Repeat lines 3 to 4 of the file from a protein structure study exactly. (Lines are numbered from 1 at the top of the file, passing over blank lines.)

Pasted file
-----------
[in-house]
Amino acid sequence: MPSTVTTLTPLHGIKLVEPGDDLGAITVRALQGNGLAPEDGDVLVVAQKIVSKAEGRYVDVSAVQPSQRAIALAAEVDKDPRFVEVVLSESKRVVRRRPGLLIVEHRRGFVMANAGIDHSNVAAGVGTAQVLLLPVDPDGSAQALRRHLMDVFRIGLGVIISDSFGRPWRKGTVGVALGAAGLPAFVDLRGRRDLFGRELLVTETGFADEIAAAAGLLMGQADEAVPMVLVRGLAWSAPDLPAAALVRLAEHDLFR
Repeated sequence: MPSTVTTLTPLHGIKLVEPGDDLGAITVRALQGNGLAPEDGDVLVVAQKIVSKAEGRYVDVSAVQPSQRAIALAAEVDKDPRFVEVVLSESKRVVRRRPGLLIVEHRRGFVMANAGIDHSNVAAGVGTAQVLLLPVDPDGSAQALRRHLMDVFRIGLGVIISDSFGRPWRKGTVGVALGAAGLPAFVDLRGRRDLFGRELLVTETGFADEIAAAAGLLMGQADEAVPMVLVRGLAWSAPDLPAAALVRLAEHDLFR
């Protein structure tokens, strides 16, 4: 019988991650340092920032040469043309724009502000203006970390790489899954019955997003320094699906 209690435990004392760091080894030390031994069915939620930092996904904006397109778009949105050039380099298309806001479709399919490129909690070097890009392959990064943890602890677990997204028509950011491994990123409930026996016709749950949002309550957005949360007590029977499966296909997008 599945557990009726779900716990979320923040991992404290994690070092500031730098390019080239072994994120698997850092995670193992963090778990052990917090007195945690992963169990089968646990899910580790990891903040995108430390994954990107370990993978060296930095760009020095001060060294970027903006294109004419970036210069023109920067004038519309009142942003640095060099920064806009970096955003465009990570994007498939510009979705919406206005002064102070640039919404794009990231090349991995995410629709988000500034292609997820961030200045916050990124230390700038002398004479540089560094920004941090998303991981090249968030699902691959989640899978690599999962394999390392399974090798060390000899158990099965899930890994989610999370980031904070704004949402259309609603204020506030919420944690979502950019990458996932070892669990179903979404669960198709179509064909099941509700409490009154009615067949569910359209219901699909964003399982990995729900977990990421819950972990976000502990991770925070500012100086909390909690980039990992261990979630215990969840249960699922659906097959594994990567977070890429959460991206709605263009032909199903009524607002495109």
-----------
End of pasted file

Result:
Repeated sequence: MPSTVTTLTPLHGIKLVEPGDDLGAITVRALQGNGLAPEDGDVLVVAQKIVSKAEGRYVDVSAVQPSQRAIALAAEVDKDPRFVEVVLSESKRVVRRRPGLLIVEHRRGFVMANAGIDHSNVAAGVGTAQVLLLPVDPDGSAQALRRHLMDVFRIGLGVIISDSFGRPWRKGTVGVALGAAGLPAFVDLRGRRDLFGRELLVTETGFADEIAAAAGLLMGQADEAVPMVLVRGLAWSAPDLPAAALVRLAEHDLFR
């Protein structure tokens, strides 16, 4: 019988991650340092920032040469043309724009502000203006970390790489899954019955997003320094699906 209690435990004392760091080894030390031994069915939620930092996904904006397109778009949105050039380099298309806001479709399919490129909690070097890009392959990064943890602890677990997204028509950011491994990123409930026996016709749950949002309550957005949360007590029977499966296909997008 599945557990009726779900716990979320923040991992404290994690070092500031730098390019080239072994994120698997850092995670193992963090778990052990917090007195945690992963169990089968646990899910580790990891903040995108430390994954990107370990993978060296930095760009020095001060060294970027903006294109004419970036210069023109920067004038519309009142942003640095060099920064806009970096955003465009990570994007498939510009979705919406206005002064102070640039919404794009990231090349991995995410629709988000500034292609997820961030200045916050990124230390700038002398004479540089560094920004941090998303991981090249968030699902691959989640899978690599999962394999390392399974090798060390000899158990099965899930890994989610999370980031904070704004949402259309609603204020506030919420944690979502950019990458996932070892669990179903979404669960198709179509064909099941509700409490009154009615067949569910359209219901699909964003399982990995729900977990990421819950972990976000502990991770925070500012100086909390909690980039990992261990979630215990969840249960699922659906097959594994990567977070890429959460991206709605263009032909199903009524607002495109």